Anti-Hazing Policy and Information
Drew University has always valued respect and dignity for every person. To that end, hazing has never been tolerated nor accepted on campus. Therefore, no person should need to engage in behavior that jeopardizes their welfare to belong to an organization or group.
In 2021, New Jersey signed Timothy J. Piazza’s Law (SB 84), strengthening anti-hazing restrictions. This law decreased the threshold for what constitutes a criminal act of hazing and expanded the legal authority of the state to address hazing concerns. Additionally, the state required each institution of higher education to create and update a report of alleged hazing violations and their outcomes to be updated and published on the website twice annually.
The full hazing policy can be found at the Campus Life policy, Campus Life & Student Affairs Policies | Drew University.
Any activity expected of someone joining or participating in an organization that humiliates, degrades, abuses, endangers them, and/or is a violation of local, state, or federal law. An activity falling under these guidelines is considered hazing irrespective of a person’s willingness to participate.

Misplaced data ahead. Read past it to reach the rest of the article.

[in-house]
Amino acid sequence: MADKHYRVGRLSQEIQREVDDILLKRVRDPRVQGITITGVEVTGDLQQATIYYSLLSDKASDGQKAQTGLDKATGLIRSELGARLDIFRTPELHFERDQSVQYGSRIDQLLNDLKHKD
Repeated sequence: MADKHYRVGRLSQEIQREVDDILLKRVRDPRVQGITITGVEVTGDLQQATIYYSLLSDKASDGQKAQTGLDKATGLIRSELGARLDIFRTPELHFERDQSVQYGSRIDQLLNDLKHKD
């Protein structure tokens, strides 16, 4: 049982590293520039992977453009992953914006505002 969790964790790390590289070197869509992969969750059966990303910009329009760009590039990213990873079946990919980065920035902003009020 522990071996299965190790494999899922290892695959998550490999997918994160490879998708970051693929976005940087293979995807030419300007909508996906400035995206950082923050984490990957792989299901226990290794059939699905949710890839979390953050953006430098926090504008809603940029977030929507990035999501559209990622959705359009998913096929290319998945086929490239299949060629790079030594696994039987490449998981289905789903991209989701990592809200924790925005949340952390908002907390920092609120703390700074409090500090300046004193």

Means a fraternity, sorority, association, corporation, order, society, corps, club or service, a social or similar group, whose members are primarily minors, students, or alumni of the organization or an institution of higher education; or a national or international organization with which such a group is affiliated.
Any individual charged with and found responsible for hazing may have penalties imposed up to, inclusive of, the termination of their relationship with the University. For students, this may include expulsion and, for employees, potential termination. Additionally, any organization may lose the ability to function on campus, including losing all access to funding.
As required under Timothy J. Piazza’s Law, Drew University will publish data twice annually on charged violations of hazing. The reports will contain the following information:
The reports will be updated and published on August 1 and January 1 of each year. The initial report, published on January 2022, covers any charged allegation of hazing for the past five years where records were available.
There were no alleged violations of hazing for five years prior to January 1, 2022.